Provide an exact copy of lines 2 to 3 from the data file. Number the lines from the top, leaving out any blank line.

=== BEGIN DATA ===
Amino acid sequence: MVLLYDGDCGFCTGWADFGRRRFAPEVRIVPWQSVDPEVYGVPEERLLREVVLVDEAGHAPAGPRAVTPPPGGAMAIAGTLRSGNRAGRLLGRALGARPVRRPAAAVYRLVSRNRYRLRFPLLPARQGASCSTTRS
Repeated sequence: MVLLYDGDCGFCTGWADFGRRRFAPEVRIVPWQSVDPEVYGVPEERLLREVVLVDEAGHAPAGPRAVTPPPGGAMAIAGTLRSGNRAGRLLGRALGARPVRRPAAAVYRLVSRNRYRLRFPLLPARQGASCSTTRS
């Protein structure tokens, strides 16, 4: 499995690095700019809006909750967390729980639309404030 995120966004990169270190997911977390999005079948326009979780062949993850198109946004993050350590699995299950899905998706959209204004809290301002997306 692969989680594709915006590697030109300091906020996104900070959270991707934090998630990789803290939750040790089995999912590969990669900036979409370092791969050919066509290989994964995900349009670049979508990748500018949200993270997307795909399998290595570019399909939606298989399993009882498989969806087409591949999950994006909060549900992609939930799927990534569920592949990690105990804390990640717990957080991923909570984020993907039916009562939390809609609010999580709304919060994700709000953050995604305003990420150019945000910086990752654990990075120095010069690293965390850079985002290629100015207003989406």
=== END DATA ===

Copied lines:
Repeated sequence: MVLLYDGDCGFCTGWADFGRRRFAPEVRIVPWQSVDPEVYGVPEERLLREVVLVDEAGHAPAGPRAVTPPPGGAMAIAGTLRSGNRAGRLLGRALGARPVRRPAAAVYRLVSRNRYRLRFPLLPARQGASCSTTRS
């Protein structure tokens, strides 16, 4: 499995690095700019809006909750967390729980639309404030 995120966004990169270190997911977390999005079948326009979780062949993850198109946004993050350590699995299950899905998706959209204004809290301002997306 692969989680594709915006590697030109300091906020996104900070959270991707934090998630990789803290939750040790089995999912590969990669900036979409370092791969050919066509290989994964995900349009670049979508990748500018949200993270997307795909399998290595570019399909939606298989399993009882498989969806087409591949999950994006909060549900992609939930799927990534569920592949990690105990804390990640717990957080991923909570984020993907039916009562939390809609609010999580709304919060994700709000953050995604305003990420150019945000910086990752654990990075120095010069690293965390850079985002290629100015207003989406």